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Summary: Sermons by Father Dave BODY,P,A,TD,TH,UL,OL,LI,DL,DT,DD{font-size:10pt;font-family:Arial,Helvetica color:black;}...

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“This is my commandment, that you love one another as I have loved you. Greater love has no one than this, that someone lays down his life for his friends. You are my friends if you do what I command you ... love one another.”

I think it was Mark Twain that I first saw quoted, saying that it was not the things in the Bible that he didn’t understand that bothered him, but the things that he did understand. If it wasn’t Mark Twain, it should have been, and whether he said it or not, certainly a lot of us have felt exactly that, whether we have explicitly articulated it or not.

It’s not the things that we don’t grasp in the Bible that are the problem, though sometimes we would like to make out that they are the problem.

Sometimes we would like to pretend that the real issue is that we haven’t adequately grasped the full significance of Jesus’ words to us, and so it only makes sense to hold off doing anything too radical until the final word is in regarding the authorship of the apocryphal Gospel of Thomas!

But the truth is that such things don’t really matter. Where the problem lies is not in what we don’t understand but in what we do - most plainly the problem lies in this fundamental command - love one another!

It struck me recently that the church (at least the church in this country) might never have really grasped this command!

That’s funny, isn’t it, because Jesus said it so often. ‘Love one another. Even as I have loved you, so you must love one another’. ‘By this shall all men know that you are my disciples, that you love one another’, etc., etc.

Maybe that’s why Jesus said it so often, because he knew we’d have trouble absorbing it - ‘love one another’?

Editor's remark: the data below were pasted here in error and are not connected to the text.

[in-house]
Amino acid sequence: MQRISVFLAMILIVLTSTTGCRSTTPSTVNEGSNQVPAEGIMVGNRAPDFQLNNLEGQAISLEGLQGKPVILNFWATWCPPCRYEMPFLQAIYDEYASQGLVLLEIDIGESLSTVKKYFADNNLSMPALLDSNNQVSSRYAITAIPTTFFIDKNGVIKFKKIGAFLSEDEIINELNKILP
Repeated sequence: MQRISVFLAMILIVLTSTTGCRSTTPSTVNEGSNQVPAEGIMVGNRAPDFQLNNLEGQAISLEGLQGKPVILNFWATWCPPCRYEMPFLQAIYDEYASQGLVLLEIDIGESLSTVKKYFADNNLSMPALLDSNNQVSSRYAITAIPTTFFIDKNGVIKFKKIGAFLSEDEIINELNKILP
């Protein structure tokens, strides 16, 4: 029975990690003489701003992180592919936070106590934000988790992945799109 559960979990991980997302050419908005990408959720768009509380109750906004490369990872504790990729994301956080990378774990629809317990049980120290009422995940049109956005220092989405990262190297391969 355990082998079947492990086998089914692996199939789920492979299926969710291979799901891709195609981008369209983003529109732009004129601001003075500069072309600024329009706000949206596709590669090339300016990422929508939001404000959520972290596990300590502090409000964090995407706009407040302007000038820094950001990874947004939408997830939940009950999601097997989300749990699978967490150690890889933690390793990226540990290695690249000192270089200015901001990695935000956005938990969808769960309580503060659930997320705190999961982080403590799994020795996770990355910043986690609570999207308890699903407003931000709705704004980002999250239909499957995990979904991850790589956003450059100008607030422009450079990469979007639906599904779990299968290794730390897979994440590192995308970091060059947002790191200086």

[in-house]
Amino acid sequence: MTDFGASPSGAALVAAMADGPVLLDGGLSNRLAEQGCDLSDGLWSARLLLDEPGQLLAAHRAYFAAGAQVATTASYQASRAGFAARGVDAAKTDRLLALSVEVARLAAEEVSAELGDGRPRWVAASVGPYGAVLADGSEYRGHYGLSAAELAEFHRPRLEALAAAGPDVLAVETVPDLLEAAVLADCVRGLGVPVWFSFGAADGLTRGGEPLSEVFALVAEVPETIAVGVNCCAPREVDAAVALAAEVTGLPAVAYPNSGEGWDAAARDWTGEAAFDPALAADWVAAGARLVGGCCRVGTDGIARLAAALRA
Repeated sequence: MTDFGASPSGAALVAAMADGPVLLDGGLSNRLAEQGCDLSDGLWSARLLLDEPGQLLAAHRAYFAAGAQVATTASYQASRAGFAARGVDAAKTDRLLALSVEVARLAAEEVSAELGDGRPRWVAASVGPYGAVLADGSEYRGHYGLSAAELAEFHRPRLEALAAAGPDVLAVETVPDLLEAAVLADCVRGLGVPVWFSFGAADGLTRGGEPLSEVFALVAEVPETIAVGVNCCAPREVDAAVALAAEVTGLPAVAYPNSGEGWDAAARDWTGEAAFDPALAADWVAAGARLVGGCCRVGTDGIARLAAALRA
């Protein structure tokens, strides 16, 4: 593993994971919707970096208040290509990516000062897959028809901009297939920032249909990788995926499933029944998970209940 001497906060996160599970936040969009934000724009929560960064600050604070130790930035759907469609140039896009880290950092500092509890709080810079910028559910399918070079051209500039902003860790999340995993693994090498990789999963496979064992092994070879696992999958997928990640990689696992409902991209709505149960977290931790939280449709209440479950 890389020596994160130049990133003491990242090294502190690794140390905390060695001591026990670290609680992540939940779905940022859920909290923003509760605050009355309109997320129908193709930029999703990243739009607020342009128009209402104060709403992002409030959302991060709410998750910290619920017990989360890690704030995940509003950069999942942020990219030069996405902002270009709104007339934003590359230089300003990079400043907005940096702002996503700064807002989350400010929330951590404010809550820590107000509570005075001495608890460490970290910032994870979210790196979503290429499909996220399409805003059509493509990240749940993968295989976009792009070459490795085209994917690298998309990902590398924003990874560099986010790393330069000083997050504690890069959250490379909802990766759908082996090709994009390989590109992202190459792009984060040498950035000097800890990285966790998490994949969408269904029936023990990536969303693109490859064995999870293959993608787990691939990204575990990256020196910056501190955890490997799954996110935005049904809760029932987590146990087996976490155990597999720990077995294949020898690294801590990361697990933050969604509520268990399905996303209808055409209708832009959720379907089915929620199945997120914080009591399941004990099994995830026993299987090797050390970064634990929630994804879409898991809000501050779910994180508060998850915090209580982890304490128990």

It struck me with all this kafuffle that’s being made about The Da Vinci Code movie at the moment.

In case you missed it, our Diocese has poured an enormous amount of effort recently into putting together a website and a truckload of printed material designed to help stave off the misleading falsehoods propagated by this book and movie.

I’ve left a few of the promotional postcards for the website that they sent me scattered around the back of the church, but I was also sent a form through which I could order, not only more postcards, but great books and banners and a whole variety of material all designed to address the challenge that has been put to the church by this new movie. I didn’t put in an order.

‘Why not?’, you may ask. ‘Because I don’t believe that this is the problem’.

Now, I could be wrong, but it seems to me that implicit in this ‘stand up against the onslaught of the Da Vinci Code movie campaign’ is the belief that this movie is taking people away from the Christian faith, or at the very least, blocking people from coming to faith. I don’t think this is the problem.

Our Diocese has set a missionary goal of getting 10% of this city into church within the next few years, and the general assumption seems to be that what is blocking that from happening is that people are not convinced about the truth of the Christian message. It is seen as an intellectual problem.


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